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Now 50, Battle has been working in cement masonry for 30 years and in 2012 became the first woman elected business manager of Plasterers and Cement Masons Local 891 in Washington, D.C. Under her leadership, the number of women in the local has risen from five to 12, but she says sexist attitudes persist in the industry.
"Men don't perceive of women as someone coming to work, they perceive of women as a sex object," Battle said.
For younger women considering a construction career, Battle tells them: "No matter how much negativity you get, keep on the job and don't quit."
A mother of six, Battle credits a devoted baby sitter with helping her handle long work hours. Many construction jobs start in early morning, complicating child-care arrangements for some single mothers.
Another challenge for women is to get their fair share of working hours, according to Elly Spicer, a former carpenter who is now director of training at a technical college affiliated with New York City carpenters unions.
"You'll find, unquestionably, that women get access to less hours than men," said Spicer. "You can't do this working six months of the year."
The management side of the industry insists it would welcome more women.
"Most of our members are desperate to hire people," said Brian Turmail, public affairs director for the Associated General Contractors of America. "They're looking for any candidate who's qualified to come and join the team — women, minorities, veterans."
Turmail suggested that most women aren't tempted by construction careers, while those who are interested might be hampered by cutbacks in school-based vocational programs.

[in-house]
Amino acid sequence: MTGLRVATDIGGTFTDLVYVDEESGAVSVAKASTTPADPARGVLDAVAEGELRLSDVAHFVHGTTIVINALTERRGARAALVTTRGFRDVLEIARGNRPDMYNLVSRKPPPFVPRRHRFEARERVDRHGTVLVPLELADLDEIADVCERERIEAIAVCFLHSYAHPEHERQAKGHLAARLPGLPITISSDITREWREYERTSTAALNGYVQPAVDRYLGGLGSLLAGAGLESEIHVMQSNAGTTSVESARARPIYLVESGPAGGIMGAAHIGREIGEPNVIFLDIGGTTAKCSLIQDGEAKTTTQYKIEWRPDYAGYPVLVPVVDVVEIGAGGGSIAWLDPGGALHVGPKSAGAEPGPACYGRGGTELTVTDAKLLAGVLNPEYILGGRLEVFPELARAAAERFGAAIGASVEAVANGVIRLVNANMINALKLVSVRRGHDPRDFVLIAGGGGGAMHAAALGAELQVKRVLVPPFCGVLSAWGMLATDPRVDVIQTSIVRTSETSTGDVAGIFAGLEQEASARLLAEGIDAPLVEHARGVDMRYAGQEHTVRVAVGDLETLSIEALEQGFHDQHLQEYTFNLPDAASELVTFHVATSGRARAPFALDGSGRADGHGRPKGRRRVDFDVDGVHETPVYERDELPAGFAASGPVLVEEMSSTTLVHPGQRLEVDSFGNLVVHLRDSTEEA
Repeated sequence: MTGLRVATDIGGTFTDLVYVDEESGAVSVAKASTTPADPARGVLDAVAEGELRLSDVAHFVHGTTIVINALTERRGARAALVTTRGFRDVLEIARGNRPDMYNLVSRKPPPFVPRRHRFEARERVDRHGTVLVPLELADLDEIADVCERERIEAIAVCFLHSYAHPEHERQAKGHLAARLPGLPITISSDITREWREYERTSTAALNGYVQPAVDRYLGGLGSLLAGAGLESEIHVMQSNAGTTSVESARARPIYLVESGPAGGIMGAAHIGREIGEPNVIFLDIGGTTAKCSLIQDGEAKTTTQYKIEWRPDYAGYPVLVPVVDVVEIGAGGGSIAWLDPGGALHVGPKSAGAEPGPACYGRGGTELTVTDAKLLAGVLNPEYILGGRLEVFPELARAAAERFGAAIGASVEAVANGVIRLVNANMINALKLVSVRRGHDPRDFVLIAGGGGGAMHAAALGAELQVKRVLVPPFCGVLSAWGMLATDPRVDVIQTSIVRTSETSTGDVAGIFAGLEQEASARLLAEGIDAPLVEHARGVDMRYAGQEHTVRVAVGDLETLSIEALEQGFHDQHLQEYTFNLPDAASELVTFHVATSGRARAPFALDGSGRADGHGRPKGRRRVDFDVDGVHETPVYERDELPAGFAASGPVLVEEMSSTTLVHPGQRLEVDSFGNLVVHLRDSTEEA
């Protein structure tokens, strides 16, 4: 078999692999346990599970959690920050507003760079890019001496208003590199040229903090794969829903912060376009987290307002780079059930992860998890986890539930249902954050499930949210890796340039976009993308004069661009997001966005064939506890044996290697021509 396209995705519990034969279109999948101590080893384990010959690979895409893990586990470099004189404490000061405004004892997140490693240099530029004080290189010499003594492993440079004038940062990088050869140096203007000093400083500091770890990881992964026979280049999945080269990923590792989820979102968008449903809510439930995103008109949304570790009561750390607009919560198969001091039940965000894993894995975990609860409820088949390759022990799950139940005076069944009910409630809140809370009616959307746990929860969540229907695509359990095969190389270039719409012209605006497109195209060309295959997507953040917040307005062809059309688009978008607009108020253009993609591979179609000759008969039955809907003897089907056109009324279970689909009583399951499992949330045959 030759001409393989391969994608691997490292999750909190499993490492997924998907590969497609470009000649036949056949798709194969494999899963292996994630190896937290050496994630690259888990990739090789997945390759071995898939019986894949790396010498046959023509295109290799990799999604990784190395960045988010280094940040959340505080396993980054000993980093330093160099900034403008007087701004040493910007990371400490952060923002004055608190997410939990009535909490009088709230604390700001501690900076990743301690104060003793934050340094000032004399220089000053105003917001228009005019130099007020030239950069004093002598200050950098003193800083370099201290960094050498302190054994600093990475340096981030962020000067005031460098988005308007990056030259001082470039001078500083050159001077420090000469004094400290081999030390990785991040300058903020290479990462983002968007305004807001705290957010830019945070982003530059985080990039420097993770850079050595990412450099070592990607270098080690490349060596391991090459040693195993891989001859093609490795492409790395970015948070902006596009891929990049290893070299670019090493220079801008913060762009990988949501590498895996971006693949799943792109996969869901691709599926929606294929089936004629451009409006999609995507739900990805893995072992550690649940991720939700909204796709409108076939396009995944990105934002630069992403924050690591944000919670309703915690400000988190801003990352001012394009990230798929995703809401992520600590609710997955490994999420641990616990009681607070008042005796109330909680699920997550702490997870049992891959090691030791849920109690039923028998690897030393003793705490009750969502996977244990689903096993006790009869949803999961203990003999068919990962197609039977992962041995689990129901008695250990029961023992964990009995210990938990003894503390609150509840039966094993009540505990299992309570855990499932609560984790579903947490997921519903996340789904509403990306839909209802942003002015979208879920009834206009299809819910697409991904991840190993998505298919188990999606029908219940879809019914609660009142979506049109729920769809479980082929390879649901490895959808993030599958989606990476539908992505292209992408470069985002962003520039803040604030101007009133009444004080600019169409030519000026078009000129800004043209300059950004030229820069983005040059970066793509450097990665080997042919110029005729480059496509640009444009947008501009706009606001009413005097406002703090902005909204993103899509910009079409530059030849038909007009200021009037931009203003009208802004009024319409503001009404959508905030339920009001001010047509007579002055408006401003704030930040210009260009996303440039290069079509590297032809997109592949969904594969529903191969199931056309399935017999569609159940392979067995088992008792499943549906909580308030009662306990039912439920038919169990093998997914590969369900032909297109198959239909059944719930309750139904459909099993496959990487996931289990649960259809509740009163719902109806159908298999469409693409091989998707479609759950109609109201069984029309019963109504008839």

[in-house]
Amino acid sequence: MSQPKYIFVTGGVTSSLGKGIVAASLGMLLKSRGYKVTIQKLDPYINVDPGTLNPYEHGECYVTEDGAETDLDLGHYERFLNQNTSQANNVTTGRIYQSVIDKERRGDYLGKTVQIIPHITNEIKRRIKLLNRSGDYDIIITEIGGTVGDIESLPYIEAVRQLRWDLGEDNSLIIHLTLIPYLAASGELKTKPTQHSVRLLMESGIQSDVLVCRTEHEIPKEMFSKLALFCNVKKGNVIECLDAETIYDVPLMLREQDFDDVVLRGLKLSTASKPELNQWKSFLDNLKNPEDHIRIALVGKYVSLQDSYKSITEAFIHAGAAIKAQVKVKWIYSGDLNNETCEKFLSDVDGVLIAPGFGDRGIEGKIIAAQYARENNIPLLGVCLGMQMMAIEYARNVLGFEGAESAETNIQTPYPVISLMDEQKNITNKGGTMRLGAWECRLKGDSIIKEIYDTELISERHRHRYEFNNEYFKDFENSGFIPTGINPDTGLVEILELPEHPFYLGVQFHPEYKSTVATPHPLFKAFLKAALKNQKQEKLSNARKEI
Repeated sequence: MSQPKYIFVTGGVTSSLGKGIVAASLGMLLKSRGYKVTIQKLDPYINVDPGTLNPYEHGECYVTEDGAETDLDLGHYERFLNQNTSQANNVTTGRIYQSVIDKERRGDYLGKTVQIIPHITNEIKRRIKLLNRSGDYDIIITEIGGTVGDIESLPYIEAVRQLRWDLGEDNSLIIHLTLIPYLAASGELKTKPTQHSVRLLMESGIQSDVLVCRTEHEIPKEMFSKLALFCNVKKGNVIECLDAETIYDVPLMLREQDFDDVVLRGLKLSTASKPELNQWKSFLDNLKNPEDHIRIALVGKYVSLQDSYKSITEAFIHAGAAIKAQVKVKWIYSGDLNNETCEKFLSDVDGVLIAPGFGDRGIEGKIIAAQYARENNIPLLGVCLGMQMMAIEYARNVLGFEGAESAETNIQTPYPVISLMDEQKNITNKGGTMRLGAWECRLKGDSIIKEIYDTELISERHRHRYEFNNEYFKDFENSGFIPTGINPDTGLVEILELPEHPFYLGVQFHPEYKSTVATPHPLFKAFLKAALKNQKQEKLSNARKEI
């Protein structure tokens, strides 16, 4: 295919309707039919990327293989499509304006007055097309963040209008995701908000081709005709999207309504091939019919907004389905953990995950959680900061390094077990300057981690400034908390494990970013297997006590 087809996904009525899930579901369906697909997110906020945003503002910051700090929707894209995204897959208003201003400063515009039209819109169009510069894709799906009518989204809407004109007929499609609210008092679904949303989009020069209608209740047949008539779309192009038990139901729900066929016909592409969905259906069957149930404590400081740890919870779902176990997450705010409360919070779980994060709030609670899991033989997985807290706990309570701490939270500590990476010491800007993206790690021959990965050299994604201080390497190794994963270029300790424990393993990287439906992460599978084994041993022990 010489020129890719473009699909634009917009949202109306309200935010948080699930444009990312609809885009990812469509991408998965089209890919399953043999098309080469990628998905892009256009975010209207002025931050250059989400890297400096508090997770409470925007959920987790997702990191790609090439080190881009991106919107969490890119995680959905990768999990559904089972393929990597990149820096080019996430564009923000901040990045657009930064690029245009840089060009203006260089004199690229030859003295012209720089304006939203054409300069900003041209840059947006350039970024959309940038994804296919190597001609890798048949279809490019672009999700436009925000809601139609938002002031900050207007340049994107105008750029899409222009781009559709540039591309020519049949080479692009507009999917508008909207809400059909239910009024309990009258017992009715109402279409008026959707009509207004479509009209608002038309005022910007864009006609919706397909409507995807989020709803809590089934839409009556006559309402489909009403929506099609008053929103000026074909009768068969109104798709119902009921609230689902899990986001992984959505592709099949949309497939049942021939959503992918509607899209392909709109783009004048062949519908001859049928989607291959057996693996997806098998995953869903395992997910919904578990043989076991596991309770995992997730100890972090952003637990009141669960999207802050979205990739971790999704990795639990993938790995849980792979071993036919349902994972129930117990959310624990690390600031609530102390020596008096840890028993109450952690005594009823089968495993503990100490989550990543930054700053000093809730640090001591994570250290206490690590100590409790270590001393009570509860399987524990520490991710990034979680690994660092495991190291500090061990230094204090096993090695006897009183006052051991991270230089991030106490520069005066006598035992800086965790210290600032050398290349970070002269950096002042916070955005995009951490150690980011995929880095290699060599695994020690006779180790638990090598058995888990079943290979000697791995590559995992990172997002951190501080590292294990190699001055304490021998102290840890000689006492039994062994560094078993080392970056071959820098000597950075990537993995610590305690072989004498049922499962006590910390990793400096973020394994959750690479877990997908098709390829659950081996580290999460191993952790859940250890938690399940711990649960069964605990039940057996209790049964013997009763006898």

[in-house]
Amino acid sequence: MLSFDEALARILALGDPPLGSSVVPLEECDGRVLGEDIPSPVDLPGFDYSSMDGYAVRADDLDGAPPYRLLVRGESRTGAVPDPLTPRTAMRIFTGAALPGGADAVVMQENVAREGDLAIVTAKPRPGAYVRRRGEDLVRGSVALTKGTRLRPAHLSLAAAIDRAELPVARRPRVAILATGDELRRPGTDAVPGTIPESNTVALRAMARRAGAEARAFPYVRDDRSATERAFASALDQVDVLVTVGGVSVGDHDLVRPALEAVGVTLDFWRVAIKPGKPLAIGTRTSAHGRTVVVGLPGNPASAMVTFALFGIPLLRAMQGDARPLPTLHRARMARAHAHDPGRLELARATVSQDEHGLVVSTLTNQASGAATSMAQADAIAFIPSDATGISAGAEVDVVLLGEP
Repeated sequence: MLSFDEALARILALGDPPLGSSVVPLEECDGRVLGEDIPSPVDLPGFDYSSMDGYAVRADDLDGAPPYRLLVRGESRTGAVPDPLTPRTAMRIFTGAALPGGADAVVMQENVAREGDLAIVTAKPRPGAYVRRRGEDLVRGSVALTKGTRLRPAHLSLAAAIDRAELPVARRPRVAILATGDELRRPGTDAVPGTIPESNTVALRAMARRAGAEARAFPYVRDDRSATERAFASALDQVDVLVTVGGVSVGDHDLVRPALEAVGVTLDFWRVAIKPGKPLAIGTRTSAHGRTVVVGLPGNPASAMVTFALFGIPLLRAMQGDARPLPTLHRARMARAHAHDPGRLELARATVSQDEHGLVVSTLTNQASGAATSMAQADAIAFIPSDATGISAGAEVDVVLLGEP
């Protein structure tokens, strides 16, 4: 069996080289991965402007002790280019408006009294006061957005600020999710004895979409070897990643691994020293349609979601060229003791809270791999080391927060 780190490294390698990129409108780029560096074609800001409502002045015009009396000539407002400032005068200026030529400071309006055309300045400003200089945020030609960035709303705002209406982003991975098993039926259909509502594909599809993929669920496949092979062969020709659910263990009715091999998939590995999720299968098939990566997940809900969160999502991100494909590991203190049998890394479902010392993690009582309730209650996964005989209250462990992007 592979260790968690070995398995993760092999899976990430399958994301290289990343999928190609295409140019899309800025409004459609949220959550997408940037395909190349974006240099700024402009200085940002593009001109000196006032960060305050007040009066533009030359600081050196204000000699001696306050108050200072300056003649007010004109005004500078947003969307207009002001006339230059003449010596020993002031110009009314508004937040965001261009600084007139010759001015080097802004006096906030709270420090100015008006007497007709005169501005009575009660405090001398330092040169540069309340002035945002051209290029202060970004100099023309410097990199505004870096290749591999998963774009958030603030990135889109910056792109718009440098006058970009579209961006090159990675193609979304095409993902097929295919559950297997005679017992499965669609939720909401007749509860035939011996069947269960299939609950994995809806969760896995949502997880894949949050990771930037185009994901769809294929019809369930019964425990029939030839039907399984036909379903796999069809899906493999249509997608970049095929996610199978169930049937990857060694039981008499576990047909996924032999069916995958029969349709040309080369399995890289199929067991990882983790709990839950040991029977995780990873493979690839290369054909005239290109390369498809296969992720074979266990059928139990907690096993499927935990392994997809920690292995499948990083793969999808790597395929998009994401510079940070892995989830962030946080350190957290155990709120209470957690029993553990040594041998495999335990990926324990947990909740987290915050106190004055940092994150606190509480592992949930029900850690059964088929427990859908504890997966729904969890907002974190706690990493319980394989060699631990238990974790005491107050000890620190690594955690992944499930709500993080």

The Labor Department plans to award $100 million in grants this year for apprenticeship programs that expand opportunities for women and minorities.
"The reality is that the face of apprenticeship in the construction industry has been white male," Labor Secretary Thomas Perez said in an interview. "We're working to ensure the future reflects the face of America."
A crucial step, Perez said, is to highlight the successes of women who have thrived in construction.
"Women are good at this," he said. "They've punched a ticket to the middle class and speak with great pride of the barriers they've overcome."
Regarding sexual harassment, the Labor Department's Office of Federal Contract Compliance Programs has pledged to crack down on contractors who fail to prevent serious abuses.
Earlier this year, the office determined that three female carpenters with a Puerto Rico firm were sexually harassed and denied work hours comparable to those of male workers. At times, the company failed to provide the women with a restroom, and they had to relieve themselves outdoors, the office said. Under a conciliation agreement, the company agreed to pay $40,000 to the three women.